I was never that great of a programmer, but surely someone at the Worldometer could have inserted sanity checks for things like the dead rising from the grave. Is Spain threatened by a zombie apocalypse, in addition to the pandemic?

On that same page, they also show that -372 new cases appeared today, and that no one in Spain has recovered from COVID-19 since March 18.

I emailed to let them know about that last anomaly a couple of days ago. No answer so far.

I like the Worldometer’s coronavirus pages and look at them regularly. I have no idea why this slipped through and never got corrected.

Covid-19 and your business: an open letter

In the past few days, I have received emails from hotel chains, supermarkets, convenience stores, travel brands, and a storage locker company explaining how they’re protecting my health from the Covid-19 outbreak. Almost all of them are stamped from the same template:

  • We are sanitizing frequently-touched surfaces more often
  • If you have reservations, we are giving you flexibility to change them, even if we don’t usually let you cancel without penalty
  • We’re following applicable recommendations from WHO and the CDC

Only one, 7-Eleven, has mentioned a critical one: asking sick people to not come in, and saying that they’re directing any employee to stay home if feeling ill. That last is obviously key, though. Here’s the thing: they don’t mention “And we’re giving them sick pay.”

People who work in restaurants and convenience stores are often part-timers with no benefits, and in particular no paid sick days. Telling a person who needs her pay from the night shift to feed her kids, “Just stay home if you run a fever,” is like saying “Just let your family starve if you run a fever.” They won’t and they can’t.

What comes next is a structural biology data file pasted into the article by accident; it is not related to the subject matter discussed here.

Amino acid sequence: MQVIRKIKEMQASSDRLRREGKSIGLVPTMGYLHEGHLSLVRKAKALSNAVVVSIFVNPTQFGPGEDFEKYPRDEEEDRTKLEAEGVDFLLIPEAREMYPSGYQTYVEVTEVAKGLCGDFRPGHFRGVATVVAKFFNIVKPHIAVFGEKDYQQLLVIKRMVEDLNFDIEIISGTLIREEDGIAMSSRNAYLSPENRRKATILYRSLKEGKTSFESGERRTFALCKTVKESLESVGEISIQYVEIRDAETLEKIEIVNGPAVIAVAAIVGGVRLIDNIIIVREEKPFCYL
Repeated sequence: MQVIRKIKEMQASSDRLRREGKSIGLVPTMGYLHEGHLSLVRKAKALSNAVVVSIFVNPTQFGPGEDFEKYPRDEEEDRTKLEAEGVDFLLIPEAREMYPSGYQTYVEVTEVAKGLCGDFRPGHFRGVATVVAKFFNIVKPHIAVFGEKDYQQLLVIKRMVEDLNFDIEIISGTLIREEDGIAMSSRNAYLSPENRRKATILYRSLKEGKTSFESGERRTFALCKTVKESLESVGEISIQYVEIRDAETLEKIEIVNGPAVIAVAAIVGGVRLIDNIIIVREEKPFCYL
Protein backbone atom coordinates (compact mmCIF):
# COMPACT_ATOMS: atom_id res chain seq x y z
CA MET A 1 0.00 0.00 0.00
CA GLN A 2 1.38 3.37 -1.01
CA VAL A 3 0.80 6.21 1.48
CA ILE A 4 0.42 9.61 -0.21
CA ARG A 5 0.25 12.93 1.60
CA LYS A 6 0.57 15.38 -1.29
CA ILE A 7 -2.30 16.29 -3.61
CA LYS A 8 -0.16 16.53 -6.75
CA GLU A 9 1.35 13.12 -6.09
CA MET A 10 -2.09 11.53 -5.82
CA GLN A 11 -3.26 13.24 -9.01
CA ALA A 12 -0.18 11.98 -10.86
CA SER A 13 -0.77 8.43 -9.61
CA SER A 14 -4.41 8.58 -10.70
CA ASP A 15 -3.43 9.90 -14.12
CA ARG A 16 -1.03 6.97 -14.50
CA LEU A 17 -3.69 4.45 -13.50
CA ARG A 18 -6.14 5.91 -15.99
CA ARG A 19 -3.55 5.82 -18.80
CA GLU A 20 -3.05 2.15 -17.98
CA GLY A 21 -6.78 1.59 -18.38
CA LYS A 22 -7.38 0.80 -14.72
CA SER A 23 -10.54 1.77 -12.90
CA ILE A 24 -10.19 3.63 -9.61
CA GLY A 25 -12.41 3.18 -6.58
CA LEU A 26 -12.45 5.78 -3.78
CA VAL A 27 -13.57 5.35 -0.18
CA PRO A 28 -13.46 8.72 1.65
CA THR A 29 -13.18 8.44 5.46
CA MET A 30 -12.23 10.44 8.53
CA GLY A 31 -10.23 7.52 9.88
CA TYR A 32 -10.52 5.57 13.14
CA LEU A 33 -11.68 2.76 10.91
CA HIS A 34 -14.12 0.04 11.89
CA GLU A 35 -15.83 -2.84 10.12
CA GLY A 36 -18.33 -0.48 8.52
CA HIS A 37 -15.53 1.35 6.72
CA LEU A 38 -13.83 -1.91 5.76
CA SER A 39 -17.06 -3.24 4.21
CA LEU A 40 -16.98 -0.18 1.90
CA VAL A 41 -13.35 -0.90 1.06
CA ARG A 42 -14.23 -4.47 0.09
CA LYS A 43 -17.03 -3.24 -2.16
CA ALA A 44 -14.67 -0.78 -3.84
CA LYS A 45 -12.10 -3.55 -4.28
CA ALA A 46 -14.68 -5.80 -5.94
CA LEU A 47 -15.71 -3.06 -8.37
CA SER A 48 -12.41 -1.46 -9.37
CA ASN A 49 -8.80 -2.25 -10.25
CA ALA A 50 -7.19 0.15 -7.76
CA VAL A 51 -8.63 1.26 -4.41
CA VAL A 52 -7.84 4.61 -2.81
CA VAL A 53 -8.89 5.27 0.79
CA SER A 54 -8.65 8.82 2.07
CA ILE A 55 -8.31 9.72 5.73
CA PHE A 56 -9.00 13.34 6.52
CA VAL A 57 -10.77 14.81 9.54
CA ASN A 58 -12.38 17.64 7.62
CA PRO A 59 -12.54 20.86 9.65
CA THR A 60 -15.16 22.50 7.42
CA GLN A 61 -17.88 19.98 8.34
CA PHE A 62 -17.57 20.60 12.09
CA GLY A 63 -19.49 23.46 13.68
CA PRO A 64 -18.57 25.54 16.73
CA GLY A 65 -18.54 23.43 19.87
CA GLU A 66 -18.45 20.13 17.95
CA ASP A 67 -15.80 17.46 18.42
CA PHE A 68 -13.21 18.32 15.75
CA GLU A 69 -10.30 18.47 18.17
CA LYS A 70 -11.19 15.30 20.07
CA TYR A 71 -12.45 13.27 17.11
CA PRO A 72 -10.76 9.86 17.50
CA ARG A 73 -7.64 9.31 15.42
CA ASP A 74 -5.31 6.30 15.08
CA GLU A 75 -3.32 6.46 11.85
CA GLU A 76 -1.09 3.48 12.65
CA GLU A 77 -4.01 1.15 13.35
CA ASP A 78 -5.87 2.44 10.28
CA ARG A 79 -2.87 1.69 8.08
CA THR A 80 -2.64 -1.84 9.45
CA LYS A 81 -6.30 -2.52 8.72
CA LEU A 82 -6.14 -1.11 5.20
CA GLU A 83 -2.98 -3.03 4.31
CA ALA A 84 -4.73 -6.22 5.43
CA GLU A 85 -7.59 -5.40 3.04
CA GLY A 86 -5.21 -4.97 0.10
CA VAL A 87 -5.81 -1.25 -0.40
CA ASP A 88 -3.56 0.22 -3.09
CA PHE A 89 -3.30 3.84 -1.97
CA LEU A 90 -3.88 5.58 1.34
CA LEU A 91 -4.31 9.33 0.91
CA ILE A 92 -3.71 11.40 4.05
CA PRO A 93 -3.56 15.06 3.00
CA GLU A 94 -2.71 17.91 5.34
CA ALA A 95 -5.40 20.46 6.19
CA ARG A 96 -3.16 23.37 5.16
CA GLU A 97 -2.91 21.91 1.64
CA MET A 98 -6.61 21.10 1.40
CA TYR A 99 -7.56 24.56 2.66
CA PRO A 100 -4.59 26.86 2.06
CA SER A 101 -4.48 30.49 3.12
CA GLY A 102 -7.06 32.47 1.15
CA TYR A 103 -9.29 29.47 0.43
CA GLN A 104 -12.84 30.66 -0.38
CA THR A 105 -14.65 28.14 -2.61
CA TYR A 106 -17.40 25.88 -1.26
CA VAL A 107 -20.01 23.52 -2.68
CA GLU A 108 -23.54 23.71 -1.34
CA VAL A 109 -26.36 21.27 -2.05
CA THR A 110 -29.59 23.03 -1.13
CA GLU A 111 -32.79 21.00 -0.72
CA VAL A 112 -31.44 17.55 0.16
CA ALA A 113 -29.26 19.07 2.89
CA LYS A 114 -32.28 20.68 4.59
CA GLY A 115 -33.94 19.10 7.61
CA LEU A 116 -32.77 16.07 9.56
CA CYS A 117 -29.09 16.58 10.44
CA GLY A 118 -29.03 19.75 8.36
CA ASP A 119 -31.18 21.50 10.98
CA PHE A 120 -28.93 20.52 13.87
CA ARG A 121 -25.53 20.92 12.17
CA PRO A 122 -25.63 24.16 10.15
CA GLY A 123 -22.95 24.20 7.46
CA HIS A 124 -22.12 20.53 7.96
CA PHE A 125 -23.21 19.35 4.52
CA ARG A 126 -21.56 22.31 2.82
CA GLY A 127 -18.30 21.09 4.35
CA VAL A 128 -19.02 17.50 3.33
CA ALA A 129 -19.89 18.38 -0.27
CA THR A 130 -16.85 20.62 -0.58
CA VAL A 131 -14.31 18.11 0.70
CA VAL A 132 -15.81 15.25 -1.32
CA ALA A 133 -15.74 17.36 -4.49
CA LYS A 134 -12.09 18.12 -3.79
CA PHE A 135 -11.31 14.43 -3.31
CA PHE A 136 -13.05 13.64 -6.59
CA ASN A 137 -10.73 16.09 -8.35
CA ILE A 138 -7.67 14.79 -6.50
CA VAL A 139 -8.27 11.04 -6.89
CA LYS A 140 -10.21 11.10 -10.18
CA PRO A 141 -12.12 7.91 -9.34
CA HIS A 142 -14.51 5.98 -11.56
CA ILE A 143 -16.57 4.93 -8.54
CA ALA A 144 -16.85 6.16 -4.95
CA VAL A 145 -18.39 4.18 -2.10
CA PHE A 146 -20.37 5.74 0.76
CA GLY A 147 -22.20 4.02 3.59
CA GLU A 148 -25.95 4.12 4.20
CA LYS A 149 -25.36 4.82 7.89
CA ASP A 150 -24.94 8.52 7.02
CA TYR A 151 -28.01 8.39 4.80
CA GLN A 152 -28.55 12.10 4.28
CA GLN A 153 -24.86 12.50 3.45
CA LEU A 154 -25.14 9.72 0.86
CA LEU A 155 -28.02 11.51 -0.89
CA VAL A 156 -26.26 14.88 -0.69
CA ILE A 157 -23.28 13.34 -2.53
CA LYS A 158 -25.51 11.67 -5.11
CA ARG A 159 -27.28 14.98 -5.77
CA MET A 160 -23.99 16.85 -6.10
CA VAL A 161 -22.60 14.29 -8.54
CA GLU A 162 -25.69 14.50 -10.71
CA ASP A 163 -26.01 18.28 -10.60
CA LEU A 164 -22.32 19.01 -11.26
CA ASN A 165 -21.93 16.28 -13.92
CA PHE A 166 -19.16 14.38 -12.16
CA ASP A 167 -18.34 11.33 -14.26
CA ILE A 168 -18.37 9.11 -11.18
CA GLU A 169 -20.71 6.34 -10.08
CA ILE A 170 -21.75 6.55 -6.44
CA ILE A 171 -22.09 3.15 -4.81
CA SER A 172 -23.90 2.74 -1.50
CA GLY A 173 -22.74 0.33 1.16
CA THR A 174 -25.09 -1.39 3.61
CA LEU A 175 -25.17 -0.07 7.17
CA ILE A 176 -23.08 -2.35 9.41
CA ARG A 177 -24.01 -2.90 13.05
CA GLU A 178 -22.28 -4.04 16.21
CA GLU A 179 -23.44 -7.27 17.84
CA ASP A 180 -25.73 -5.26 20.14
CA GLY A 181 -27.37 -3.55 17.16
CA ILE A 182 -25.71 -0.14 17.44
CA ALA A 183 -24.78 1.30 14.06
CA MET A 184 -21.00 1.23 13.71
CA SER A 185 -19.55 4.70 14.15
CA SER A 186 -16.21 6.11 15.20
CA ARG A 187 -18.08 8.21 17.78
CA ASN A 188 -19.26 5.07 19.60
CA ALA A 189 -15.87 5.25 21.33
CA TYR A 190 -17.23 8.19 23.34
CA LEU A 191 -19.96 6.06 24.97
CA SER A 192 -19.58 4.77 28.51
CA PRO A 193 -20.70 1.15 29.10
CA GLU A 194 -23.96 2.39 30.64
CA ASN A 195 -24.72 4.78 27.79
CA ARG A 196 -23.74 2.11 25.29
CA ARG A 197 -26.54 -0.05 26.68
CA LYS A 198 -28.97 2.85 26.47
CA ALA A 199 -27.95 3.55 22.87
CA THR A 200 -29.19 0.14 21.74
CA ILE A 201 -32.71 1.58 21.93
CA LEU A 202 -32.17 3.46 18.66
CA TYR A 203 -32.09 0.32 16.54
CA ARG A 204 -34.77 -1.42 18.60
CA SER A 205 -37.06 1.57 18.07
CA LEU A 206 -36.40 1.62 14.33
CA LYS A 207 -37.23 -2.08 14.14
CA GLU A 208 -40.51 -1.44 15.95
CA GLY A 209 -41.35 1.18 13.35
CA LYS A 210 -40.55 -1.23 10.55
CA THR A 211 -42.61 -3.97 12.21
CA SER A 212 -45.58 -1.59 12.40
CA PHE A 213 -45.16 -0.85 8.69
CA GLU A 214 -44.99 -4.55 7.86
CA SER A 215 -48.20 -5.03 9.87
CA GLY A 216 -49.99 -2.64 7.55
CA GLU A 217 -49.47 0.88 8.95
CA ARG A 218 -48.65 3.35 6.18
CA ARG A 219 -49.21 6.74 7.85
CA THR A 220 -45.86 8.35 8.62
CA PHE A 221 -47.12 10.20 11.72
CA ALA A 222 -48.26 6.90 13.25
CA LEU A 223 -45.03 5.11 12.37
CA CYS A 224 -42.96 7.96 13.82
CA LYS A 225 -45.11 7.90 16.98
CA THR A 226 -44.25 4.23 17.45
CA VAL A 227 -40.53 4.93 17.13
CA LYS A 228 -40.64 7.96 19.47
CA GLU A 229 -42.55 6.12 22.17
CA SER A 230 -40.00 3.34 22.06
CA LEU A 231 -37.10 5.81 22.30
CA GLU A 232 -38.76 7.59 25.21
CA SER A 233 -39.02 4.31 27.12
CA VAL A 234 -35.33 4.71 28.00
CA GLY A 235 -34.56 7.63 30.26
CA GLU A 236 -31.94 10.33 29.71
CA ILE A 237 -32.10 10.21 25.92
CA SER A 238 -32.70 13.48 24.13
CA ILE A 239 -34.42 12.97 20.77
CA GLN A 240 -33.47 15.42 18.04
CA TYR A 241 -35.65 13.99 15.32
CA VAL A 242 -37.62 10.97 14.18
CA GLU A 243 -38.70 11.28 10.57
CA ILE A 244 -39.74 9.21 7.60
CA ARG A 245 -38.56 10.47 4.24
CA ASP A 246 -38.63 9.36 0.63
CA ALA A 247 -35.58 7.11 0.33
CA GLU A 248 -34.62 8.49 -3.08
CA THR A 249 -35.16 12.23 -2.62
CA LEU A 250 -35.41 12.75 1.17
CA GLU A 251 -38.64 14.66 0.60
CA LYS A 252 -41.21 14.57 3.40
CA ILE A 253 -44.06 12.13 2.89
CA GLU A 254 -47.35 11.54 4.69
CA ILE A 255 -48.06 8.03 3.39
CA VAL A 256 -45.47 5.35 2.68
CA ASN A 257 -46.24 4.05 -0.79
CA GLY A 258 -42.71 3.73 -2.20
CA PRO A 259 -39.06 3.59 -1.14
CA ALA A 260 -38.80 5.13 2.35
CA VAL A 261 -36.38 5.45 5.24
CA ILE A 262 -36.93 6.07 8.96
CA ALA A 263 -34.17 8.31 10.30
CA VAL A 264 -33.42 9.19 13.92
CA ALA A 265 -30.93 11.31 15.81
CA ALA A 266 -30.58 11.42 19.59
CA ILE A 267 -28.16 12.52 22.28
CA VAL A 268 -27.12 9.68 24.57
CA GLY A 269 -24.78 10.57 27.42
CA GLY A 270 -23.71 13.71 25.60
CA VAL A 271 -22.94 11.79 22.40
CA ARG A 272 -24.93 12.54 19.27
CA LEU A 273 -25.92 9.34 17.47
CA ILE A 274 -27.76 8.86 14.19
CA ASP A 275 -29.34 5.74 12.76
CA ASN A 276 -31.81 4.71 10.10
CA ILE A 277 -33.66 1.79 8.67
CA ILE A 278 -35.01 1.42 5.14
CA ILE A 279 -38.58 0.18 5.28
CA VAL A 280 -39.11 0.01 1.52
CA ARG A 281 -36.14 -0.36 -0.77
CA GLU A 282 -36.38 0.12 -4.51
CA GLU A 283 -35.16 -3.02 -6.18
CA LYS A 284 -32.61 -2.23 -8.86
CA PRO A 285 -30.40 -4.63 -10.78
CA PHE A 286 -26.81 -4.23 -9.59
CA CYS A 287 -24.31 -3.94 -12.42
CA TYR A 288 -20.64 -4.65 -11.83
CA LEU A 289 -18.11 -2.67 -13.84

So: how seriously do you really take this outbreak? Are you ready to pay your staff to stay home when sick? Because if not … then people will inevitably die.

No, I don’t think the Thais have cured the Wuhan virus

Did you see that Thai doctors have cured the Novel Coronavirus?

https://www.ibtimes.co.in/cocktail-flu- … and-812699

Don’t hold your breath. They claim to have used anti-HIV drugs. Those are almost all antiretrovirals. Coronavirii are not retroviruses. It seems very unlikely meds that work by inhibiting the enzyme reverse transcriptase would affect members of the Coronaviridae, since the RNA of a coronavirus is not reverse-transcribed into DNA.

Oseltamivir (trade name Tamiflu), their third drug, is specific to influenza and again would not be expected to work against a totally different type of virus. I actually found a Chinese study that tested it against the SARS virus (close relative of 2019-nCoV) and found no activity.
https://wwwnc.cdc.gov/eid/article/10/4/pdfs/03-0458.pdf

The whole media brouhaha is based on … one patient.

I can’t rule it out. I can and do doubt it a lot.

The Washington Post embarrasses itself

I just dashed off an angry letter to the Post about their recent article, UFOs exist and everyone needs to adjust to that fact. I reproduce my text below.